Some studies use LCOE for battery operating like a fuel
• Use varying escalation rates across capital, fuel, forex, interest, etc. (thus, not a simple LCOE)
All RE isn’t the same
• Solar and wind dominate, esp. the growth – 450 GW target by 2030 could be 420 GW solar and wind (per CEA, also projects 2:1 ratio)
• Solar is diurnal variance, less seasonal variance than wind But wind provides more output during evening peak
• Solar is less expensive on an levelized cost of energy (LCOE) basis Solar has a lower Capacity Utilization Factor aka Plant Load Factor than wind
New growth may be 27% and 36+%, respectively That excludes rooftop, which remains low PLFs (and is “negative demand”)
• Big Unknown – shape of RE growth over the years (CAGR, linear, etc.)?
Model assumes exponential/CAGR Practical but it also reflects today’s reality in energy terms:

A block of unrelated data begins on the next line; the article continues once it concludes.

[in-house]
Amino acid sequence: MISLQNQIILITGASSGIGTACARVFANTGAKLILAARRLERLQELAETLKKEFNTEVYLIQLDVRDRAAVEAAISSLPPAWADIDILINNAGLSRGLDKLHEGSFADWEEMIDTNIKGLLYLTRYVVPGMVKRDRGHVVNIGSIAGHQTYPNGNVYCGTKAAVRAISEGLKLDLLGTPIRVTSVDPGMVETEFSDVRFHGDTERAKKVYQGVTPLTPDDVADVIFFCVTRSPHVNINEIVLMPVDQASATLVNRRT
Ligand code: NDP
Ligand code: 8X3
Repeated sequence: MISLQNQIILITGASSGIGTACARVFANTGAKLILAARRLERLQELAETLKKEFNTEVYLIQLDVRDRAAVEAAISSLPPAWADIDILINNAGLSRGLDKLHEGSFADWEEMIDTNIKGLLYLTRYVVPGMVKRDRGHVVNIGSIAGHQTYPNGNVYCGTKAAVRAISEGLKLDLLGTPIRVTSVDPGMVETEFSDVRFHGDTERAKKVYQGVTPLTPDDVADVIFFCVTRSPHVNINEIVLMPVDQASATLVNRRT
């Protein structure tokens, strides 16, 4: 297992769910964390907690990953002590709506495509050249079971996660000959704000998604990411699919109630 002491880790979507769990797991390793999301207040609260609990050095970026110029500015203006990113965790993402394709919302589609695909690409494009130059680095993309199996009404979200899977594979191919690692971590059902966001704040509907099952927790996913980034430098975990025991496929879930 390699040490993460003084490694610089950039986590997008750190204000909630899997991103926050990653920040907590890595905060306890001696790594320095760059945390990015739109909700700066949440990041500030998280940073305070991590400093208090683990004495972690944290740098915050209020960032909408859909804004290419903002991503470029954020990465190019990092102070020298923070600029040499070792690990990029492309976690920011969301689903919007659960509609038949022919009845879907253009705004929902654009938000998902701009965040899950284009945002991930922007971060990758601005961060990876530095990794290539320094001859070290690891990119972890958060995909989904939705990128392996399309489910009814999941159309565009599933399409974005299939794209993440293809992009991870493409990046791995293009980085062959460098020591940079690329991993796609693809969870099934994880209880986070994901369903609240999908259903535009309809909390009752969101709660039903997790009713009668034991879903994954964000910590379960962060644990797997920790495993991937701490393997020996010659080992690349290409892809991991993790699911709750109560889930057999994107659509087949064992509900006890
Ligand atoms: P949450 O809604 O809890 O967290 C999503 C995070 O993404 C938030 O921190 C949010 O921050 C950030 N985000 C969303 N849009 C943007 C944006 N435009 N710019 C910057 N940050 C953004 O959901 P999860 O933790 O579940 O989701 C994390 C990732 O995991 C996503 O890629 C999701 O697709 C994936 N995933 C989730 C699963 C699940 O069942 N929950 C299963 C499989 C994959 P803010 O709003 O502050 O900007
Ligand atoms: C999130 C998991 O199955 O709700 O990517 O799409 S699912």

Abstract: In this work, the impact of component reliability on large scale photovoltaic (PV) systems’ performance is demonstrated. The analysis is largely based on an extensive field-derived dataset of failure rates of operation ranging from three to five years, derived from different large-scale PV systems. Major system components, such as transformers, are also included, which are shown to have a significant impact on the overall energy lost due to failures. A Fault Tree Analysis (FTA) is used to estimate the impact on reliability and availability for two inverter configurations. A Failure Mode and Effects Analysis (FMEA) is employed to rank failures in different subsystems with regards to occurrence and severity. Estimation of energy losses (EL) is realised based on actual failure probabilities. It is found that the key contributions to reduced energy yield are the extended repair periods of the transformer and the inverter. The very small number of transformer issues (less than 1%) causes disproportionate EL due to the long lead times for a replacement device. Transformer and inverter issues account for about 2/3 of total EL in large scale PV systems (LSPVSs). An optimised monitoring strategy is proposed in order to reduce repair times for the transformer and its contribution to EL.